“Sir. Please stop. Don’t make me do this!”


I keep walking until a shrill screaming in my ears forces me to stop and cower in pain.


The noise stops moments later, but by the time I’ve got my bearing, Alan is standing next to me.


“What… what was that?” I manage to choke out between the throbs in my head and my racing heart.


“Dog whistle,” Alan responds with a faint shrug. “You have about 15 minutes until the ringing fully goes away, assuming you’re on a typical dose. Let’s go get some coffee until then. It doesn’t make it hurt less, but it does give us a chance to talk.”


“Go to Hell, asshole.”


“Sorry, but that’s not going to happen. Not again.”


Even with the pounding head, I manage to choke out, “What do you mean by ‘again’?”


“Let’s get some coffee. Maybe I’ll explain further.”

RyeCatcher24
January 18th, 2011, 06:03 PM
This piece definitely piqued my interest. I want to know more about this "Whimsical" and this Alan character. You've done a good job in making your MC a bit of a prick. I would love to see where this goes.

PMB
April 17th, 2012, 09:29 AM
If the MC is supposed to be coming down from his addiction, with his mind still in a state of incoherent, jumbled, confusion, then you've done a supperb job of conveying it.

CJ Tomlinson
April 25th, 2012, 03:04 AM
For some reason, until he mentioned the meeting I visualized the MC as waking up in a hotel room or something. Hmmm.

Anyways, I liked it, and sounds like a good plot could come from this. The ending was kind of telling of what was to come, but I assume it's not the end of the first chapter so that's cool.

Other than that I double use of "speed up" caught my attention, but the rest read pretty easily.

Not bad at all!

(Especially compared to my own NaNo attempt)

monkey44
April 29th, 2012, 06:44 AM
Interesting idea - gets the reader engaged immediately, and get right to the meat. Some tips on action writing ...

Quote: "My head is pounding and my skin is crawling."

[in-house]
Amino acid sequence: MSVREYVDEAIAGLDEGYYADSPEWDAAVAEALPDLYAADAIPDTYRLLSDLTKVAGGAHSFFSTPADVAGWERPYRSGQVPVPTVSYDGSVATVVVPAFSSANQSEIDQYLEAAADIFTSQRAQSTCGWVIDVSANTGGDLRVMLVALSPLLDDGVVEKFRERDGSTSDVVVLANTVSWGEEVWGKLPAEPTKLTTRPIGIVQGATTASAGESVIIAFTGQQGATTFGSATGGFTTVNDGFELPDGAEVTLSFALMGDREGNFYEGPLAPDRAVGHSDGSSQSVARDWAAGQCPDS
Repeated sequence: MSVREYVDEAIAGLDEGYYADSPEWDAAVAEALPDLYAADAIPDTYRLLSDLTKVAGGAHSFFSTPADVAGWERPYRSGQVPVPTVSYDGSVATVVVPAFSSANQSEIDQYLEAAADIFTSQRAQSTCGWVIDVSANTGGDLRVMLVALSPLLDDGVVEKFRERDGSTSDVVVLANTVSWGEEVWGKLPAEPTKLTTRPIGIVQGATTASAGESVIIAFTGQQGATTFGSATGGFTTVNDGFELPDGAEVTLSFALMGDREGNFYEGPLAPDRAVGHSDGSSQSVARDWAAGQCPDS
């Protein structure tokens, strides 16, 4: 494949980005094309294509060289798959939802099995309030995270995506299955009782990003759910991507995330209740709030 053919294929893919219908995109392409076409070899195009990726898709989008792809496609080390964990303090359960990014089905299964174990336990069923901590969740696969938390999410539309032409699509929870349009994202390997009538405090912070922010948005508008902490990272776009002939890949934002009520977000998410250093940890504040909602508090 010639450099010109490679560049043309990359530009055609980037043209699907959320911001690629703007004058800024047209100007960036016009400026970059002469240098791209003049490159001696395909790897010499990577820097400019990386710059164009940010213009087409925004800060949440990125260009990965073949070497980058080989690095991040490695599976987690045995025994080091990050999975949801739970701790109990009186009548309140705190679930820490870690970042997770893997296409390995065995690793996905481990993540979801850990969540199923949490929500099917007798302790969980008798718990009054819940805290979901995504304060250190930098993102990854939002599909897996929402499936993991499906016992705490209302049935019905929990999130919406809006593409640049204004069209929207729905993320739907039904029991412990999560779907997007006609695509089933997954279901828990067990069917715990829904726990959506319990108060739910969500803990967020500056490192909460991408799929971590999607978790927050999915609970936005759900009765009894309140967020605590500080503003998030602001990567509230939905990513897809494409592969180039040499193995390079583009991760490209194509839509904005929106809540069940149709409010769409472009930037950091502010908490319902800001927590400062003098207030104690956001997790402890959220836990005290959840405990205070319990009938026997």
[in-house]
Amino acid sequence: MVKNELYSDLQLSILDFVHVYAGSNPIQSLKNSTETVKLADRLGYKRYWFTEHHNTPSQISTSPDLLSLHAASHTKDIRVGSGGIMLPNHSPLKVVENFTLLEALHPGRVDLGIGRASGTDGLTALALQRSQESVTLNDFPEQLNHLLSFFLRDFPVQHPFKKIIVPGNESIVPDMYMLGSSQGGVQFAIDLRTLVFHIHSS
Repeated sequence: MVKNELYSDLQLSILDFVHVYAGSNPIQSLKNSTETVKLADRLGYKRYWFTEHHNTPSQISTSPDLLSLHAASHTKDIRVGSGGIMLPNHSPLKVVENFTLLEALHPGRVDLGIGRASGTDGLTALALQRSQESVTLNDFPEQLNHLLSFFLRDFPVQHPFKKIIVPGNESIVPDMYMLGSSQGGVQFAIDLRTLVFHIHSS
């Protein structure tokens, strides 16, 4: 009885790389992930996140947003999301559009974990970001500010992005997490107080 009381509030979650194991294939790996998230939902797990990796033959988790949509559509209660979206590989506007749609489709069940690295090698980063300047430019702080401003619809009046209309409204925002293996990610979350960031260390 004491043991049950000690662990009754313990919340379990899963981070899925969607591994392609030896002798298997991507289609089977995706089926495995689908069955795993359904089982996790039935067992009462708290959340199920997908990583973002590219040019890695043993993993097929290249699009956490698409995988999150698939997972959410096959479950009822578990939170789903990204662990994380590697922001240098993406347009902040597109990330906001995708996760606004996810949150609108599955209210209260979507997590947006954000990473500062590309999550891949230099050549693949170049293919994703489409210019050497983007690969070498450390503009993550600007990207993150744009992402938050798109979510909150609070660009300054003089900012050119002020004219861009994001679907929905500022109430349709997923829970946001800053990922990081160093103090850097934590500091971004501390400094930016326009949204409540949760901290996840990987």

Why the weak verbs? - action speaks for itself ...

Try this: My head pounds, my skin crawls, I can't control it.


QUOTE: The lady—Judy, I think her name is—is blaming her whole life going down the tubes on my drug. I’ve heard these stories before, and they always end up the same: had everything, became dependant, lost everything, and is now here either because of some stupid legal requirement or over-controlling family member or romantic interest.

Awkward phrasing - try: The lady - Judy, I think - blames my drug for her whole life dropping down the tubes.


Quote: Judy If-that-is-her-name manages to make eye contact with me and I quickly look away. I doubt she notices. I don’t see torches or pitchforks anywhere, so it’s a safe bet my secret’s still safe. But now it seems as though she’s staring.

Awkward again: Judy makes eye contact, but I quickly look away. I doubt she notices. I don’t see torches or pitchforks anywhere, so it’s a safe bet my secret’s still safe. But now, she's staring.



The next sentences - phrases - words show action, and how you should always write ... action, recommend you show it, don't tell it, like you do below.

***
I know what’s coming next. Applause. This lady has no self control, and they’re going to applaud her for letting it destroy her life. Smart, people. Real smart.


The applause rings out, and my head feels like it’s about to explode. I can’t take this, but I’m not going to let myself leave. I may not be anything like these people, but in other ways, I’m more like them than I’d care to admit.


I lower my head and close my eyes, trying desperately to disregard the thundering pounding in my head, when I hear Judy’s voice ever so quietly rise above the roar.



“You’re using right now, aren’t you?”

***
Right on above - this shows us what's happening - I'd already like to read more ... but recommend losing the weak verbs, each time you see "is, was, seems', turn the sentence around and lose "is" or "go" ... show us the action with strong verbs, and action phrasing. Strong verbs tighten the language, and shorten the story, but keep us engaged.


I may run, walk, ride my bike, pinwheel, skip, hop, or fly to the store, but I never just "go" to the store. "GO" never 'shows' us anything ... good luck with it ... M 44